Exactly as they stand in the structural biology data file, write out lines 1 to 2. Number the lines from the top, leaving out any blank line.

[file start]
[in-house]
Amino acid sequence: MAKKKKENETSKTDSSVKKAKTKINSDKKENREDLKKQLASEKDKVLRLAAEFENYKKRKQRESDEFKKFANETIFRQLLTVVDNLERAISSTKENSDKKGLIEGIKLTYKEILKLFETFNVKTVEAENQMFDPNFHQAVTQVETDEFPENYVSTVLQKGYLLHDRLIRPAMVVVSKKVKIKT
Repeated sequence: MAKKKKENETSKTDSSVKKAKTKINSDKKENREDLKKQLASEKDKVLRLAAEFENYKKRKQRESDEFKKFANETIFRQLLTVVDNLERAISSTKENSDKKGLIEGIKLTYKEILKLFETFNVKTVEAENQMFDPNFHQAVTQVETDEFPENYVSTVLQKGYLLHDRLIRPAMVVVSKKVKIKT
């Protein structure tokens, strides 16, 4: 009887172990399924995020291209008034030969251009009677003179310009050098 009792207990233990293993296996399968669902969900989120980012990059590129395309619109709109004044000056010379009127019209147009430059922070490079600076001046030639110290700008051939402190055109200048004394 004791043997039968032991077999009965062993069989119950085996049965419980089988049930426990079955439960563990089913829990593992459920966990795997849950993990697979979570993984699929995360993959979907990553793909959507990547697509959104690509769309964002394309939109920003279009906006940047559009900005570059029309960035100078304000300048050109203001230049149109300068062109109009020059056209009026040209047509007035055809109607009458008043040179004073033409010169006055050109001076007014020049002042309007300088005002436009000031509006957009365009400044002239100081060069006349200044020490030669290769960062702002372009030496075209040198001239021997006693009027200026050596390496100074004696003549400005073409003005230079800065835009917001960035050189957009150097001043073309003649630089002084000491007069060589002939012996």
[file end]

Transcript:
[in-house]
Amino acid sequence: MAKKKKENETSKTDSSVKKAKTKINSDKKENREDLKKQLASEKDKVLRLAAEFENYKKRKQRESDEFKKFANETIFRQLLTVVDNLERAISSTKENSDKKGLIEGIKLTYKEILKLFETFNVKTVEAENQMFDPNFHQAVTQVETDEFPENYVSTVLQKGYLLHDRLIRPAMVVVSKKVKIKT